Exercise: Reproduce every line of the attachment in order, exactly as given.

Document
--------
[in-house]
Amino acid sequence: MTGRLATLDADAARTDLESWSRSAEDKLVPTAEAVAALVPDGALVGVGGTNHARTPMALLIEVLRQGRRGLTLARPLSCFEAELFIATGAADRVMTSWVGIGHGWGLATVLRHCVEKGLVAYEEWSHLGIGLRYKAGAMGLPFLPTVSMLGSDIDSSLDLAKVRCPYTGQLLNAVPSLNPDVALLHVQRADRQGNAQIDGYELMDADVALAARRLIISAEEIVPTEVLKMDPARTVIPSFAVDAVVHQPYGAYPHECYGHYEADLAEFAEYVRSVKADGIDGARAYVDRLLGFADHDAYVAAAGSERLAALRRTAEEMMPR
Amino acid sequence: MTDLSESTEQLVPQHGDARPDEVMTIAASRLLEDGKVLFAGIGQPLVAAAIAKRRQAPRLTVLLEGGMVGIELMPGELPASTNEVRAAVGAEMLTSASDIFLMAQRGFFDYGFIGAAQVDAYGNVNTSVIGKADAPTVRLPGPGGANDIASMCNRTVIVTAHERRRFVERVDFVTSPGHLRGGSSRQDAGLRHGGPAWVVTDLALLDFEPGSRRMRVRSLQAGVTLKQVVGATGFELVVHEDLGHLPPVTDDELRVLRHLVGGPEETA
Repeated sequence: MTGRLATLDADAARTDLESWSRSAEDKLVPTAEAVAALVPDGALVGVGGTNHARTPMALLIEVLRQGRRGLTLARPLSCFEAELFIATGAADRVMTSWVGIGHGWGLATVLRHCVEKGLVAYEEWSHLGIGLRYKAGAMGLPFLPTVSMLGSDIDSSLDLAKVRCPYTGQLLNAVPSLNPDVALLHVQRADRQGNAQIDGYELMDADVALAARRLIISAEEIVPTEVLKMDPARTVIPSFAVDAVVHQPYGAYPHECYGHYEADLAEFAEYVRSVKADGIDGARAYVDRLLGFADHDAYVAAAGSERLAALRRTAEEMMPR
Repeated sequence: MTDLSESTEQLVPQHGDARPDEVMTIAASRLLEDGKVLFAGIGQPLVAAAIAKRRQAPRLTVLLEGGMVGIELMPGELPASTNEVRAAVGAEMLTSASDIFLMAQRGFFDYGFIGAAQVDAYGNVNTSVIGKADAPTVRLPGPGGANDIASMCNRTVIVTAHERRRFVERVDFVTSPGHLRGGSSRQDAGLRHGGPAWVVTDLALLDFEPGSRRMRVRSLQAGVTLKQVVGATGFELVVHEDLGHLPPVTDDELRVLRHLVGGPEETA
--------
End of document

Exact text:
[in-house]
Amino acid sequence: MTGRLATLDADAARTDLESWSRSAEDKLVPTAEAVAALVPDGALVGVGGTNHARTPMALLIEVLRQGRRGLTLARPLSCFEAELFIATGAADRVMTSWVGIGHGWGLATVLRHCVEKGLVAYEEWSHLGIGLRYKAGAMGLPFLPTVSMLGSDIDSSLDLAKVRCPYTGQLLNAVPSLNPDVALLHVQRADRQGNAQIDGYELMDADVALAARRLIISAEEIVPTEVLKMDPARTVIPSFAVDAVVHQPYGAYPHECYGHYEADLAEFAEYVRSVKADGIDGARAYVDRLLGFADHDAYVAAAGSERLAALRRTAEEMMPR
Amino acid sequence: MTDLSESTEQLVPQHGDARPDEVMTIAASRLLEDGKVLFAGIGQPLVAAAIAKRRQAPRLTVLLEGGMVGIELMPGELPASTNEVRAAVGAEMLTSASDIFLMAQRGFFDYGFIGAAQVDAYGNVNTSVIGKADAPTVRLPGPGGANDIASMCNRTVIVTAHERRRFVERVDFVTSPGHLRGGSSRQDAGLRHGGPAWVVTDLALLDFEPGSRRMRVRSLQAGVTLKQVVGATGFELVVHEDLGHLPPVTDDELRVLRHLVGGPEETA
Repeated sequence: MTGRLATLDADAARTDLESWSRSAEDKLVPTAEAVAALVPDGALVGVGGTNHARTPMALLIEVLRQGRRGLTLARPLSCFEAELFIATGAADRVMTSWVGIGHGWGLATVLRHCVEKGLVAYEEWSHLGIGLRYKAGAMGLPFLPTVSMLGSDIDSSLDLAKVRCPYTGQLLNAVPSLNPDVALLHVQRADRQGNAQIDGYELMDADVALAARRLIISAEEIVPTEVLKMDPARTVIPSFAVDAVVHQPYGAYPHECYGHYEADLAEFAEYVRSVKADGIDGARAYVDRLLGFADHDAYVAAAGSERLAALRRTAEEMMPR
Repeated sequence: MTDLSESTEQLVPQHGDARPDEVMTIAASRLLEDGKVLFAGIGQPLVAAAIAKRRQAPRLTVLLEGGMVGIELMPGELPASTNEVRAAVGAEMLTSASDIFLMAQRGFFDYGFIGAAQVDAYGNVNTSVIGKADAPTVRLPGPGGANDIASMCNRTVIVTAHERRRFVERVDFVTSPGHLRGGSSRQDAGLRHGGPAWVVTDLALLDFEPGSRRMRVRSLQAGVTLKQVVGATGFELVVHEDLGHLPPVTDDELRVLRHLVGGPEETA